Pleased to meet you, hope you guess my name.

Although I've been attending talks and lunches since I arrived, today was my first economics department event involving mingling. It was a barbeque on a lovely, lovely day. I split a ginormous burger with a woman I'd seen in most of the seminars. (Can you tell I'm thinking about going vegan? I knew this guy once who claimed he was a freegan. He ate no animal flesh or dairy products unless someone else had paid for it.) Anyhow, the woman who ate the other half of the dead cow. She seemed welcoming and not at all disturbed by having no idea what she'd be starting writing over the summer. Met an even friendlier woman from the South who promised to go hiking this summer and watch basketball this winter with me. Met guys, also, although those conversations seemed less grounded somehow. All of the first and second year students were giddy with relief at finishing their oral examinations. I felt very far removed from that intensity of pressure and then release. My coworker said it made her nervous. Should it make me nervous? I don't know. I feel like that's the kind of thing that's best dealt with as it arises. Stressing three years in advance seems oh-so-counterproductive.

Now I have this link here at the bottom of the page I obviously meant to do something with and I don't quite know what.

How to Do Social Network Analysis

Pick any person in my academic (and possibly personal) life and they can probably tell you something about it. Boss relies on social networks as part of financial services. Friend does computational methods of social networks and whose most recent post conveniently is about networks. Other friend (update your blog already!) will someday do network analysis. Probably three of the people I met today rely on some aspect of social networks. Ohoh, I think it was related to this article about tagging, but that's a much longer post.

I'm in Pittsburgh until Sunday with unpredictable internet access and also lots of partying. Graduation! Belated Mother's Day! More birthday! So 'til later.


Evening Walk

You give the appearance of listening
To my thoughts, O trees,
Bent over the road I am walking
On a late summer evening.
When every one of you is a steep staircase
The night is slowly descending.

The high leaves like my mother's lips
Forever trembling, unable to decide,
For there's a bit of wind,
And it's like hearing voices,
Or a mouth full of muffled laughter,
A huge dark mouth we can all fit in
Suddenly covered by a hand.

Everything quiet. Light
Of some other evening strolling ahead,
Long-ago evening of silk dresses,
Bare feet, hair unpinned and falling.
Happy heart, what heavy steps you take
As you follow after them in the shadows.

The sky at the road's end cloudless and blue.
The night birds like children
Who won't come to dinner.
Lost children in the darkening woods.

Charles Simic

found in The Voice at 3:00 A.M., from D.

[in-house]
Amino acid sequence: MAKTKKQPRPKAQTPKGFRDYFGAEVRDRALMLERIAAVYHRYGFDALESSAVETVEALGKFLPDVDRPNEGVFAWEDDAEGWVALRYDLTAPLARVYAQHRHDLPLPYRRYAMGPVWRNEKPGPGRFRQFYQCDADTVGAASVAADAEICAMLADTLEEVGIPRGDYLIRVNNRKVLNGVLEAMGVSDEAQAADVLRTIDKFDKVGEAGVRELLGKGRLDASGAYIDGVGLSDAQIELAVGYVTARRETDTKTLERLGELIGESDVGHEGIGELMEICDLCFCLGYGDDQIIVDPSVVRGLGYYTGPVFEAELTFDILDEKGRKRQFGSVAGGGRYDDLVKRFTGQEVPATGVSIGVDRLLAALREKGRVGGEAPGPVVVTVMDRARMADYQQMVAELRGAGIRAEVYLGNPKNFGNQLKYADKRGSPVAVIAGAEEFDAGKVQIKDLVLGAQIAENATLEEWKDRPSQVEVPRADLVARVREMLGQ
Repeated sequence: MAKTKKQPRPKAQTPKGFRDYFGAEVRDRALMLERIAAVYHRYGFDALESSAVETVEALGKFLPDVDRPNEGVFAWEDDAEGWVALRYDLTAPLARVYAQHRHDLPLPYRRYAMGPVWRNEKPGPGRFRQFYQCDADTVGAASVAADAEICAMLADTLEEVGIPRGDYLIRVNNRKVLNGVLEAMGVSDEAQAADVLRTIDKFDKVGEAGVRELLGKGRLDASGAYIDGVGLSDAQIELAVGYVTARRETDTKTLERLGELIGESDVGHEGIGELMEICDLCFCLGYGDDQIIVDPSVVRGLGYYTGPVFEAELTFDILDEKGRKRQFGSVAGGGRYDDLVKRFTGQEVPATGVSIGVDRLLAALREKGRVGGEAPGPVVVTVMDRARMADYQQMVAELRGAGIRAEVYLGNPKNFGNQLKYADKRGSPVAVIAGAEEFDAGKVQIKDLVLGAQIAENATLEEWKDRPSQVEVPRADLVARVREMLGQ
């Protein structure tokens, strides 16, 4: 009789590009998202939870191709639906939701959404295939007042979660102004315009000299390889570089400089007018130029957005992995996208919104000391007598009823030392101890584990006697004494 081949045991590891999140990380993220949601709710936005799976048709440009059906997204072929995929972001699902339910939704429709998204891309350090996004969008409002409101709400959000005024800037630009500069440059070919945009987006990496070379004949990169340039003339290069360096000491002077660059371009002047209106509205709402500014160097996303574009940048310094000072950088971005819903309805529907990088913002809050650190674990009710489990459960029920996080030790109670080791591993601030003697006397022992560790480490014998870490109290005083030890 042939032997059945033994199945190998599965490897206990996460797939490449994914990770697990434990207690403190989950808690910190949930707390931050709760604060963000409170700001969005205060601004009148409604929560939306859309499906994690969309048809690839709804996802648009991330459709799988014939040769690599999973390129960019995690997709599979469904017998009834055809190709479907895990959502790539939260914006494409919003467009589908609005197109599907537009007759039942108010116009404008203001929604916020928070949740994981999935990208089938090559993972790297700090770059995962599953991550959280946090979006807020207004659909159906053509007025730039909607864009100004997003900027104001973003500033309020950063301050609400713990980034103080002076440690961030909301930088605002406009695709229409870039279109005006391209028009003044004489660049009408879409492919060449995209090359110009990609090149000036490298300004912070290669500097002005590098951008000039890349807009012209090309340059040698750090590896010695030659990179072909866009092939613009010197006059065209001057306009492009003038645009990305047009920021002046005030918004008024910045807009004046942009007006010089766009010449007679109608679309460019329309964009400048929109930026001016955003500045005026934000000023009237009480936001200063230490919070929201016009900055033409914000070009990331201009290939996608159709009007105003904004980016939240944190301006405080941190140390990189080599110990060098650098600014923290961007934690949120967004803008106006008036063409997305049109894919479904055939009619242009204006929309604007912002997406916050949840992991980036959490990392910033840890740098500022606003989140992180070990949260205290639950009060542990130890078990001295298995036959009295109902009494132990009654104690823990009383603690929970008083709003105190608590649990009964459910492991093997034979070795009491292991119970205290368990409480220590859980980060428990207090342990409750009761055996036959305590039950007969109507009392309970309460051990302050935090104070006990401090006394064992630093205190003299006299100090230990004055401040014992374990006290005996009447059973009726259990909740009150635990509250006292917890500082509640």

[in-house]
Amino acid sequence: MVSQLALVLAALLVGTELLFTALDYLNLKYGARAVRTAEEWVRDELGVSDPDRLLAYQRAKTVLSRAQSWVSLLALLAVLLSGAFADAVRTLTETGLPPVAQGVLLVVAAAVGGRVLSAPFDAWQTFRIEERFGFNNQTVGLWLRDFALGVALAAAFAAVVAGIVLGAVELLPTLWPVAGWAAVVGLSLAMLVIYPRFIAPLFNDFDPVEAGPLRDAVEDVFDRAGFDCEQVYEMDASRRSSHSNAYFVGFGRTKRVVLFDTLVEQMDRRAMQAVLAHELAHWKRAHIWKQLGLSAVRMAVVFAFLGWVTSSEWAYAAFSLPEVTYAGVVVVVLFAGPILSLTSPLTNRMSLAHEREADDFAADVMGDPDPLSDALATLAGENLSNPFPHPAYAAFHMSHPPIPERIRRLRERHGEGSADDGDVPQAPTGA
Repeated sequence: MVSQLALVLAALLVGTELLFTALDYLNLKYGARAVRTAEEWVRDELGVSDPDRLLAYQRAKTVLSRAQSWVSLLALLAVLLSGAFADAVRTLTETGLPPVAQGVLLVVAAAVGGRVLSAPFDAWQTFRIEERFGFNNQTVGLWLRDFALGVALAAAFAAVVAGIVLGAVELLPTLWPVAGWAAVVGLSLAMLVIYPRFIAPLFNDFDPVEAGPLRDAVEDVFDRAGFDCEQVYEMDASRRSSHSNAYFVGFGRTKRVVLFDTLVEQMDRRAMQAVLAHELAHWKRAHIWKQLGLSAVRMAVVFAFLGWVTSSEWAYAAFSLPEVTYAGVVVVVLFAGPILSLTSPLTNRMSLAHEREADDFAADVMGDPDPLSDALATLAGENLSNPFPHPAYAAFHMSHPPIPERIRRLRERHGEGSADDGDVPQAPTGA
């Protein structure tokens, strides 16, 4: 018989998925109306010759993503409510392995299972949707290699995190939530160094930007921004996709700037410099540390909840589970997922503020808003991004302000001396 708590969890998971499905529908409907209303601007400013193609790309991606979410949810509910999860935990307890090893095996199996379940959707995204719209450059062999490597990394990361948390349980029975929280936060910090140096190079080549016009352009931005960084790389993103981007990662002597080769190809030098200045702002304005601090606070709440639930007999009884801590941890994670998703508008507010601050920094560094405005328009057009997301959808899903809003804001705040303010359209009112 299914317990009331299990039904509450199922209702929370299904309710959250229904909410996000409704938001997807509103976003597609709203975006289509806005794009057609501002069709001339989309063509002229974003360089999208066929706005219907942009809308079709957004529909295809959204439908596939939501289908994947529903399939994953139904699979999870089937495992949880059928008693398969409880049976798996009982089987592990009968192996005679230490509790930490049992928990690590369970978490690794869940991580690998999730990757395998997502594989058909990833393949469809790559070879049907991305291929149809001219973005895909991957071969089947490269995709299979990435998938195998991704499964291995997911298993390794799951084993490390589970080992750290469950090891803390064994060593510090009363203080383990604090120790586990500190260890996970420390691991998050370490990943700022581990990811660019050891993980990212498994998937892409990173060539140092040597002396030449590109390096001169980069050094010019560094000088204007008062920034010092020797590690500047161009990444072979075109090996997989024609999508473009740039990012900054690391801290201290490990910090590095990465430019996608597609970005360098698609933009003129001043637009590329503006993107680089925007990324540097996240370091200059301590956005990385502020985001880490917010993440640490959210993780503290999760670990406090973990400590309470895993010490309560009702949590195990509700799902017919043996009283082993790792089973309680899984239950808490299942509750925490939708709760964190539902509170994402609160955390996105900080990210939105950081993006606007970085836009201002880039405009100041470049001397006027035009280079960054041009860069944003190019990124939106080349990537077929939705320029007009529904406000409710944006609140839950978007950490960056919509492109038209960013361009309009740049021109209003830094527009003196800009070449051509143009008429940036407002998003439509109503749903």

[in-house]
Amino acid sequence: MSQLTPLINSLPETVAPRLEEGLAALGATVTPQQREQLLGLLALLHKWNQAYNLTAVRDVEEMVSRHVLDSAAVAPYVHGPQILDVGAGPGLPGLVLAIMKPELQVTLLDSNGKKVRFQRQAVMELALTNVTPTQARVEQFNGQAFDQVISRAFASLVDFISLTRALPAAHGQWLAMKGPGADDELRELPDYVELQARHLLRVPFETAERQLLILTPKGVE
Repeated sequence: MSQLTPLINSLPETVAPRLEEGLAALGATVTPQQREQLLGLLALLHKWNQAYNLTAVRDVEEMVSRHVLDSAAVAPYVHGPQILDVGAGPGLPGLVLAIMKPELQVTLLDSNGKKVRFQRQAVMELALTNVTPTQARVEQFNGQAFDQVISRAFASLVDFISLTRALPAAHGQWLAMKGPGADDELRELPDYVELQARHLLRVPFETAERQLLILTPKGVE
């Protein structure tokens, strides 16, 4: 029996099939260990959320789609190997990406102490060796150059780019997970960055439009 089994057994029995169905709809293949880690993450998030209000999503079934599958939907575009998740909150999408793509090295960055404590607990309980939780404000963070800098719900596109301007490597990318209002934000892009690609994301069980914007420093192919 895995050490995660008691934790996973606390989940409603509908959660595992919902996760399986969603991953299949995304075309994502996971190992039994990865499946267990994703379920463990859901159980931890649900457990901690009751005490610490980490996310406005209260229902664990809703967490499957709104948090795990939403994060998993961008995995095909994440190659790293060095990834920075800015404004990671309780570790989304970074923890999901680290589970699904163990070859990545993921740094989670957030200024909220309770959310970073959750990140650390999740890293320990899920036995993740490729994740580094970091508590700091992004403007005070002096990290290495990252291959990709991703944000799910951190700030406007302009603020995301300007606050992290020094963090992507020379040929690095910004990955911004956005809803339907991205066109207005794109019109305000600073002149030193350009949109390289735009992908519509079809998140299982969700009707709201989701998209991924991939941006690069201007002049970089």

Thank you.

Even far away from almost everyone you know, even slightly frazzled over ten requests coming at you from half a dozen directions, even if the April showers lasted into May...and then turned into a deluge -- you can still have a truly great day. I don't think I possibly could have smiled any more smiles. I love you all.



There were peonies on sale at the market last Thursday. Five stems for $10. I adore this flower with its lovely but subtle scent. Soft beyond softness, like moths' wings, as if they would disintegrate when you touched them, but they do not. A slice shy of a solid sphere that is anything but solid. Get your fingers in the petals, find how much space is there, more than between your fingers in your hair, more than cotton candy, it's almost all air. It's the paradox of the thing that gets me. Nothing at all about it makes it more special than other flowers, but it remains my favorite.

I have never bought any peonies. Aside from the bush in my childhood friend's backyard, only my eyes have consumed them in farmers' markets and flower shops. They have to support their demanding maintenance with but a month of blossom production and so are far outside my normal budget for bouquets, not that it's ever preplanned. Having pined for a vase full of peonies for so long, I wonder whether they might be worth even more than ten dollars to me now.

1. Belle & Sebastian, Mayfly
2. the Association, Along Comes Mary
3. Architecture in Helsinki, Spring 2008
4. Red House Painters, I Feel the Rain Fall
5. Rogue Wave, Falcon Settles Me
6. John Coltrane, After the Rain
7. R.E.M., Sitting Still
8. Nada Surf, Happy Kid
9. John Vanderslice, Wild Strawberries
10. Joanna Newsom, Peach, Plum, Pear
11. Jethro Tull, Songs from the Wood
12. Jeff Buckley (James Alan Shelton), Lilac Wine
13. the Arrogants, Butterflies
14. Eric's Trip, May 11
15. Animal Collective, Grass
16. Air, Cherry Blossom Girl